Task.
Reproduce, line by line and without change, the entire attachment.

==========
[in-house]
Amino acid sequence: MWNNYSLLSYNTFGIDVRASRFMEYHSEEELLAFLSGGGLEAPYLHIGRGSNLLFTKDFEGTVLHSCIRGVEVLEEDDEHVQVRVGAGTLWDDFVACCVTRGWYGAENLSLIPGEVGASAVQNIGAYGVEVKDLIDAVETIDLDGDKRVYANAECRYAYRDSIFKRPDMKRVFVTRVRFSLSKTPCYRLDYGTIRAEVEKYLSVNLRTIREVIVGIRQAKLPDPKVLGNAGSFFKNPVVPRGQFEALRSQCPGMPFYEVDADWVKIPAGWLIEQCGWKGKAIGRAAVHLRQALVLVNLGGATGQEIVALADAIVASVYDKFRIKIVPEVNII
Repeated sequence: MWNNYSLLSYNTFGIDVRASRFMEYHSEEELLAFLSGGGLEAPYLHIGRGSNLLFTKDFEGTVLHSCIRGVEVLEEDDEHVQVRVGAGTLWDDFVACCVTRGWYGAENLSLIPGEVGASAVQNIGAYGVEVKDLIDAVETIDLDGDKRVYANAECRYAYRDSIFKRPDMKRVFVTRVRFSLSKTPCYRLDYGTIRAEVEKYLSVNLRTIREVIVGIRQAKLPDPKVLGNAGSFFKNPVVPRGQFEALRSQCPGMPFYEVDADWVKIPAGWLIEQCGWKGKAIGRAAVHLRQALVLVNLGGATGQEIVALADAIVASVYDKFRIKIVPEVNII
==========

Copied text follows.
[in-house]
Amino acid sequence: MWNNYSLLSYNTFGIDVRASRFMEYHSEEELLAFLSGGGLEAPYLHIGRGSNLLFTKDFEGTVLHSCIRGVEVLEEDDEHVQVRVGAGTLWDDFVACCVTRGWYGAENLSLIPGEVGASAVQNIGAYGVEVKDLIDAVETIDLDGDKRVYANAECRYAYRDSIFKRPDMKRVFVTRVRFSLSKTPCYRLDYGTIRAEVEKYLSVNLRTIREVIVGIRQAKLPDPKVLGNAGSFFKNPVVPRGQFEALRSQCPGMPFYEVDADWVKIPAGWLIEQCGWKGKAIGRAAVHLRQALVLVNLGGATGQEIVALADAIVASVYDKFRIKIVPEVNII
Repeated sequence: MWNNYSLLSYNTFGIDVRASRFMEYHSEEELLAFLSGGGLEAPYLHIGRGSNLLFTKDFEGTVLHSCIRGVEVLEEDDEHVQVRVGAGTLWDDFVACCVTRGWYGAENLSLIPGEVGASAVQNIGAYGVEVKDLIDAVETIDLDGDKRVYANAECRYAYRDSIFKRPDMKRVFVTRVRFSLSKTPCYRLDYGTIRAEVEKYLSVNLRTIREVIVGIRQAKLPDPKVLGNAGSFFKNPVVPRGQFEALRSQCPGMPFYEVDADWVKIPAGWLIEQCGWKGKAIGRAAVHLRQALVLVNLGGATGQEIVALADAIVASVYDKFRIKIVPEVNII